There’s another case study that we were going to talk about was a recent deal that you had, it was a company that tried to sell twice with a investment bank, it didn’t work out, they got introduced to you and tell it took us through that process.

Jay Jung 19:44

Yeah, so more recent deal where like you said it was actually a sizable company, owned by a husband and wife. They want to sell the business, but it didn’t work out the first go around. I think the first go around was an investment banker it didn’t didn’t work out. And then they said, You know what, we can do it ourselves. And they gave it another goal by themselves didn’t work out. And they had interested buyers, they just couldn’t consummate the transaction for one reason or the other. And so then we got in touch through their legal counsel who we had done some deals together before. And they hired us. And, you know, we ran the process. And again, I can see like, there were a lot of complexities and nuances in the business. And you know, we had the benefit, we have the luxury of being able to spend a lot of time on a specific deal. Since we do we’re not choosing 10 deals at the same time. Long story short, we’re going to probably, we ran a process. And then we got almost like a dozen plus bids. And a handful of them four or five of them were actually significantly higher than what they were expecting.

John Corcoran 20:57

And what do you attribute that to?

Jay Jung 21:00

Well, I think, if you think about it, what’s the same facts tell stories sell. And if you’re out in the market to buy a company, and you get a sim from an investment bank or a broker, chances are it’s 5080 pages, it’s a bunch of slides, and you go through it. It’s, it’s called a confidential information memorandum. So it’s a bunch of facts, there’s no real story. And I think well we as a firm do really well is we take the facts. And then we actually have a shorter deck, you typically our decks are maybe 15 to 25 pages, but it’s all about weaving a story. And I think that really sells well with the buyer because they understand what they’re getting. And I think that allows the people that are really interested invested to stretch a little bit further. And that’s what matters in the margin, who can stretch a little bit further, I don’t need all 12 bits to stretch, I just need three or four bits stretch on the margin. And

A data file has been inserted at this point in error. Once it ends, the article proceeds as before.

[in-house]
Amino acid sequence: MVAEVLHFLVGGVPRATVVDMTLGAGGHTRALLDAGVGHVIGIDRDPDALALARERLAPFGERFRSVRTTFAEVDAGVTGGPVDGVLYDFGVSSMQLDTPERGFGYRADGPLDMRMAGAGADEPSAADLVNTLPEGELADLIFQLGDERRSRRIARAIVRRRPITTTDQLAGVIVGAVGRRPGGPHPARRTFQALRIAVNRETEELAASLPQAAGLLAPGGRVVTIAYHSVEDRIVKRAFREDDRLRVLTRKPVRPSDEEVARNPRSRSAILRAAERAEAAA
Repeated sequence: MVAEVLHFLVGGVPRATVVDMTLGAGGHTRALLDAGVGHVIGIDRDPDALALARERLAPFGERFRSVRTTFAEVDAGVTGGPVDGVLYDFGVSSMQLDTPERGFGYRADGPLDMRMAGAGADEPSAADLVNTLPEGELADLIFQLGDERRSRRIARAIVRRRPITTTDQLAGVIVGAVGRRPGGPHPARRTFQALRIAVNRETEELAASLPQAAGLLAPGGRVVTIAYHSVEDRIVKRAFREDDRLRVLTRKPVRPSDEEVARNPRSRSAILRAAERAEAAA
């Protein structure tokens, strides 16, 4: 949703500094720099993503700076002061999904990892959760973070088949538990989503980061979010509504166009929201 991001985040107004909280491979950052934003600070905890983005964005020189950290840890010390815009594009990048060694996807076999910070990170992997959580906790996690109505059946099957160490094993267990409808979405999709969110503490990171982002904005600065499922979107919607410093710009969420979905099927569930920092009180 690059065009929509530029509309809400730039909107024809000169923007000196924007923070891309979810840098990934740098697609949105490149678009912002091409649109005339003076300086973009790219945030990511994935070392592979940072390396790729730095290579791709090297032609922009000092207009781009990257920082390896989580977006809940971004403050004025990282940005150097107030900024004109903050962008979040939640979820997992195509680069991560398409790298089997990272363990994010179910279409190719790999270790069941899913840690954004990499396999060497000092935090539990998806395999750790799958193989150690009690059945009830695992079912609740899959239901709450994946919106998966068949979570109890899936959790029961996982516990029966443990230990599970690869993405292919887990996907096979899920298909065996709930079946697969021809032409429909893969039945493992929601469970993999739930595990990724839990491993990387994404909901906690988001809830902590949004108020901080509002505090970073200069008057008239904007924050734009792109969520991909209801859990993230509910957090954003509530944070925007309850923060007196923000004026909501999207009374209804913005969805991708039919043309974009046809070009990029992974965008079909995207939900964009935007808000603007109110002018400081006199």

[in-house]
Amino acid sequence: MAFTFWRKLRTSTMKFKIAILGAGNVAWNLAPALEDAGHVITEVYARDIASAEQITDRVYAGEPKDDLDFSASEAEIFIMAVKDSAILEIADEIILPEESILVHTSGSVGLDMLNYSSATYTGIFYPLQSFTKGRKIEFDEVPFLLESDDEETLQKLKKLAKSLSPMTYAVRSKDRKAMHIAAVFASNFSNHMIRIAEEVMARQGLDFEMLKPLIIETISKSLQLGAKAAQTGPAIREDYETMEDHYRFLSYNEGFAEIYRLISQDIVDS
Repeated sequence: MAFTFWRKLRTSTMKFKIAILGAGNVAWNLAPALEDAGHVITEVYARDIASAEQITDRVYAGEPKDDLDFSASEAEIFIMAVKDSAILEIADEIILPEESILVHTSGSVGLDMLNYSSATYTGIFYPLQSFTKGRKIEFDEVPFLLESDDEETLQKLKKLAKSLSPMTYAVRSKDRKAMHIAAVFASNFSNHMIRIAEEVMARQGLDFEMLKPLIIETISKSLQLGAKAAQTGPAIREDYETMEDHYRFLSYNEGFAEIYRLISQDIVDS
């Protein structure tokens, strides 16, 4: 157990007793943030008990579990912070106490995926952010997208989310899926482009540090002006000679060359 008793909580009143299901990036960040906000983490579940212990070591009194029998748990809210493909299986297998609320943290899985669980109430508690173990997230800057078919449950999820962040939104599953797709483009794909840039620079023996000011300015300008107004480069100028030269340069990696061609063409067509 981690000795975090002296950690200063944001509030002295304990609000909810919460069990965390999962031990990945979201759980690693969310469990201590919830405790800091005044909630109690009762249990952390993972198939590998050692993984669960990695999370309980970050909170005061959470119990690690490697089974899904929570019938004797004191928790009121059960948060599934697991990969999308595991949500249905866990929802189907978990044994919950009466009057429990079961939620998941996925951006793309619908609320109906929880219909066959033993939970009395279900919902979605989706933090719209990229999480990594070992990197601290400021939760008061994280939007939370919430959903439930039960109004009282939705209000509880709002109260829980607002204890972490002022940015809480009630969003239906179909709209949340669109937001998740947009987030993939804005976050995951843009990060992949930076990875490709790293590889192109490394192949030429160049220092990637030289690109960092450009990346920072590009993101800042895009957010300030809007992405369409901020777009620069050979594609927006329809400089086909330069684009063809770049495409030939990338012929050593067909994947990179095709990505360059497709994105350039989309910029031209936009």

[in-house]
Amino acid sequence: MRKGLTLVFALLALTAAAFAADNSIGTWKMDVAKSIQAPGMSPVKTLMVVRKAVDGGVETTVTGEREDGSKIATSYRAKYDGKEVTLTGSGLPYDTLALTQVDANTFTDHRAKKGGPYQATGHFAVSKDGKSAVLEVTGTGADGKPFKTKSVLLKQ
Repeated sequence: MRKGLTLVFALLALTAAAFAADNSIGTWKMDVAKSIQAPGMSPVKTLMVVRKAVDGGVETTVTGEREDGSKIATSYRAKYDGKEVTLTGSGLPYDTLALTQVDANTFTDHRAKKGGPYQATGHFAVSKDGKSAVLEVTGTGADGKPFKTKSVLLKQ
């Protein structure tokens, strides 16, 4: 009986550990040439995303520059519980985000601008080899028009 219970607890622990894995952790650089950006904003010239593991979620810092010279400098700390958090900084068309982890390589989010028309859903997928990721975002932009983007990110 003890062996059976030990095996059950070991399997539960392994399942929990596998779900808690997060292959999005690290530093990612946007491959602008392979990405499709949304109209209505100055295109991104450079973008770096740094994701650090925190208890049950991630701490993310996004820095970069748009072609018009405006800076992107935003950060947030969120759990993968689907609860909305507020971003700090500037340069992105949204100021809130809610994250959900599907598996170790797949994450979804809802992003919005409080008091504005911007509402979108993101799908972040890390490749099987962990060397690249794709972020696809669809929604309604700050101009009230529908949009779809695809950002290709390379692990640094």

John Corcoran 22:04

is that ever hard with your clients, the companies that are looking to sell to convince them of the story? Or did they place their trust in you and say, you know, you tell our story, the way that you think is most compelling to the buyers? Well,

Jay Jung 22:18

it’s an interactive process for for every transaction, we probably spend about six to eight weeks together, I’d say the hard part is getting a lot of the raw data out from them. Because most companies, they don’t have a robust KPI tracking mechanism, a lot of their numbers are not clean. So we have to once we get the data together, and then we hear their story, their qualitative story, I think that where the magic happened is where you can take the story, weave in the numbers together. So it’s a it’s kind of like a a story told in data. And that’s what really resonates with say, a private equity or a strategic work debt buyer, because they’re very, they’re all finance people. Right? So numbers, numbers oriented story is what sells really well. And I think that’s where we make a big difference. And usually when our clients see that, because it’s still their story, where we might sprinkle a little bit of a pixie dust on it. You know, they’ll they’ll, they’ll buy into it. And it’s a collaborative process.

John Corcoran 23:22

Now, I know when these bids came in, they had an interesting reaction. You want to share that?

Jay Jung 23:27

Yeah. So it was it was probably one of the like the our highlights, and this is why I really do this job. So we got over a dozen bids. We went through it with them, and always asks, okay, any any questions? And it was a little pause. And the one question that the business owner asked was, why do they want to pay so much?

John Corcoran 23:49

You must absolutely love that.

Jay Jung 23:51

I’m always prepared with a q&a and try to get ahead of it. But I didn’t have an answer for that one. Because your business is great.

John Corcoran 24:00

Well, and you told the story in a compelling way backed up by data.

Jay Jung 24:05

Yeah, well, so that’s what we do.

John Corcoran 24:07

Yeah. That’s great. That’s great. Well, Jay, this has been great really interesting diving into your story about Embarc and and excited to hear what happens with you in the future. Where can people go to learn more about you and the work that you do?

Jay Jung 24:21

Yeah, so I’m pretty active on LinkedIn. I think my my LinkedIn is Jay Jung, but it’s linkedIn/embarc, and then our website is

John Corcoran 24:36

Excellent. Jay. Thanks so much.

Jay Jung 24:38

Thank you, John.

Outro 24:39